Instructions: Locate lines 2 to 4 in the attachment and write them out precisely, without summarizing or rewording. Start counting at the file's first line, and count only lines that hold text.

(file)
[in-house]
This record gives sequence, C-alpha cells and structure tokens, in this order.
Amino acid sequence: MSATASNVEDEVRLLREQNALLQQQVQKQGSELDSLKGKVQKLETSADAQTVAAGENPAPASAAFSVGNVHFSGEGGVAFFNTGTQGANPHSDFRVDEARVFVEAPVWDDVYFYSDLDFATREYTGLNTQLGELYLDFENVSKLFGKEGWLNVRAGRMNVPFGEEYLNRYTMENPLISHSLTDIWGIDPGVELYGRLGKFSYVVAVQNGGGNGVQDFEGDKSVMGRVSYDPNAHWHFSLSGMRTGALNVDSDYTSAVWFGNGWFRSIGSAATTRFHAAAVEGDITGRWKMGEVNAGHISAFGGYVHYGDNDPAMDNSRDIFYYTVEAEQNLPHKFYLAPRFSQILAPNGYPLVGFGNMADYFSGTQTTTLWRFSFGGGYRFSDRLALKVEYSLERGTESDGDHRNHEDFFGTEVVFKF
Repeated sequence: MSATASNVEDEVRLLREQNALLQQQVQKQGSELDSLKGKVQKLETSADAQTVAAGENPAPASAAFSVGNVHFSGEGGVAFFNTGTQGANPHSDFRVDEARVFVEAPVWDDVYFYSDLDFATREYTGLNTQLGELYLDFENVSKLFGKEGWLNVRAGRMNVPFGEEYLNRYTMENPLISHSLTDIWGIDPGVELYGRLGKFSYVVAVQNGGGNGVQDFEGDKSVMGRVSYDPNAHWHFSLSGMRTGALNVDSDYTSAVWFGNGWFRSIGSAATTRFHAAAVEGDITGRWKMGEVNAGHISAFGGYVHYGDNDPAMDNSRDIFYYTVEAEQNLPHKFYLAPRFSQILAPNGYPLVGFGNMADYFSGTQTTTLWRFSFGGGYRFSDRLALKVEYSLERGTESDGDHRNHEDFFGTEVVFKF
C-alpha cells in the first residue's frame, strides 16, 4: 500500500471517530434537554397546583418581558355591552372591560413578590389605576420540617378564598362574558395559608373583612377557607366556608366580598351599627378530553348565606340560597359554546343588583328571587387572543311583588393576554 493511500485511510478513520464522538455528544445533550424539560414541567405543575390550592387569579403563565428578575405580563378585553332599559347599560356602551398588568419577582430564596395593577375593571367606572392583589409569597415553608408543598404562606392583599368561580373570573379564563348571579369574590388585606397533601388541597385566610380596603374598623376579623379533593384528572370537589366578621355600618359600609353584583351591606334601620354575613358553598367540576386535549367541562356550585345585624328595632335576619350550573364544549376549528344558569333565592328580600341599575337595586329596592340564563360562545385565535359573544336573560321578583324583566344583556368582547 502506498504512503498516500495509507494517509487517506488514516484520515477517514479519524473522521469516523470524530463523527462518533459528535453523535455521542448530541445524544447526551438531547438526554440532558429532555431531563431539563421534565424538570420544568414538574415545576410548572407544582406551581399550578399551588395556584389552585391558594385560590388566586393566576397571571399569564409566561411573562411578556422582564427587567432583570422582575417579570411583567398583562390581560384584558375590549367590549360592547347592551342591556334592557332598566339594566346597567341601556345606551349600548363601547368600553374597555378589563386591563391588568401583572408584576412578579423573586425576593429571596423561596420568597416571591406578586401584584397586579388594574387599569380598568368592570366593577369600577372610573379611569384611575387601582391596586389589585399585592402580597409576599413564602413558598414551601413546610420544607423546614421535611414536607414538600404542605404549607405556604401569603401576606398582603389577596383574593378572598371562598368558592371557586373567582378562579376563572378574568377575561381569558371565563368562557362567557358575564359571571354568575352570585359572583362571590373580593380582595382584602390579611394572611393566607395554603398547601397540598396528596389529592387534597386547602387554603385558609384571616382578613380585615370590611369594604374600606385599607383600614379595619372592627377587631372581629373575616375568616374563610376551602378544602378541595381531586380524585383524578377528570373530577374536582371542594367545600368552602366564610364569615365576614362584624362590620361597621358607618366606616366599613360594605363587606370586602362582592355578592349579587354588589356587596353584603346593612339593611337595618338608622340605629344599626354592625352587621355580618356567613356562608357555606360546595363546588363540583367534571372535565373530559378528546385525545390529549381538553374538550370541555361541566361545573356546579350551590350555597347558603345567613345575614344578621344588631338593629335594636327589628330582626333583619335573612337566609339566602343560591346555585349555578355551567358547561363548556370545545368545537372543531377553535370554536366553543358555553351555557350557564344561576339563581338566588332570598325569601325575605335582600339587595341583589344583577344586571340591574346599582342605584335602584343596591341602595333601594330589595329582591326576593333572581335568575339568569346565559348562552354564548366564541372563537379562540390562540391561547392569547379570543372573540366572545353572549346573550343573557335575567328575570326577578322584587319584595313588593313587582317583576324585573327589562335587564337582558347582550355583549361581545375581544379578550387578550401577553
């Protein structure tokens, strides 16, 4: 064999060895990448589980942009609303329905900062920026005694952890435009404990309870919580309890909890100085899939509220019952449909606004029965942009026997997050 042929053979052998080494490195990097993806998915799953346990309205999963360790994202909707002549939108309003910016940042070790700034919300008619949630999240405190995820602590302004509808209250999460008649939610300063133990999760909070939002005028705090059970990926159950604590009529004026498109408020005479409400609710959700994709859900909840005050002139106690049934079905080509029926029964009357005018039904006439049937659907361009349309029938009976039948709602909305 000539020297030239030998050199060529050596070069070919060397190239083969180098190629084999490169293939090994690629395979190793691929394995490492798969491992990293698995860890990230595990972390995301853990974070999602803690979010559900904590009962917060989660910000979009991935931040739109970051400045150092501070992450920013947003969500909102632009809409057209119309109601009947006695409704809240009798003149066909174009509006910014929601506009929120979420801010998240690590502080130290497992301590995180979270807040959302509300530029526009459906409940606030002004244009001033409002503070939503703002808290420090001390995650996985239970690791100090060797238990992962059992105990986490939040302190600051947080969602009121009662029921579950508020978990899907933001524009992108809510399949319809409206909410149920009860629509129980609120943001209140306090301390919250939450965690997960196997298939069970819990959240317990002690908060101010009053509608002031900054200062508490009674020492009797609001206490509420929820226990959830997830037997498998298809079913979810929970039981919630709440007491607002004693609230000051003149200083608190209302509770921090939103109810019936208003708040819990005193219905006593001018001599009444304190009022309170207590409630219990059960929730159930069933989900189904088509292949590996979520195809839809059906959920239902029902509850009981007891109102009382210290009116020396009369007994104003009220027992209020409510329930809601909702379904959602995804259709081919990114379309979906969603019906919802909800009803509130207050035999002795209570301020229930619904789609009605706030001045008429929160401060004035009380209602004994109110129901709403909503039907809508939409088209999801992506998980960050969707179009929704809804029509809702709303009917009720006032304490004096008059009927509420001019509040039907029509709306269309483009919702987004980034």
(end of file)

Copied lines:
This record gives sequence, C-alpha cells and structure tokens, in this order.
Amino acid sequence: MSATASNVEDEVRLLREQNALLQQQVQKQGSELDSLKGKVQKLETSADAQTVAAGENPAPASAAFSVGNVHFSGEGGVAFFNTGTQGANPHSDFRVDEARVFVEAPVWDDVYFYSDLDFATREYTGLNTQLGELYLDFENVSKLFGKEGWLNVRAGRMNVPFGEEYLNRYTMENPLISHSLTDIWGIDPGVELYGRLGKFSYVVAVQNGGGNGVQDFEGDKSVMGRVSYDPNAHWHFSLSGMRTGALNVDSDYTSAVWFGNGWFRSIGSAATTRFHAAAVEGDITGRWKMGEVNAGHISAFGGYVHYGDNDPAMDNSRDIFYYTVEAEQNLPHKFYLAPRFSQILAPNGYPLVGFGNMADYFSGTQTTTLWRFSFGGGYRFSDRLALKVEYSLERGTESDGDHRNHEDFFGTEVVFKF
Repeated sequence: MSATASNVEDEVRLLREQNALLQQQVQKQGSELDSLKGKVQKLETSADAQTVAAGENPAPASAAFSVGNVHFSGEGGVAFFNTGTQGANPHSDFRVDEARVFVEAPVWDDVYFYSDLDFATREYTGLNTQLGELYLDFENVSKLFGKEGWLNVRAGRMNVPFGEEYLNRYTMENPLISHSLTDIWGIDPGVELYGRLGKFSYVVAVQNGGGNGVQDFEGDKSVMGRVSYDPNAHWHFSLSGMRTGALNVDSDYTSAVWFGNGWFRSIGSAATTRFHAAAVEGDITGRWKMGEVNAGHISAFGGYVHYGDNDPAMDNSRDIFYYTVEAEQNLPHKFYLAPRFSQILAPNGYPLVGFGNMADYFSGTQTTTLWRFSFGGGYRFSDRLALKVEYSLERGTESDGDHRNHEDFFGTEVVFKF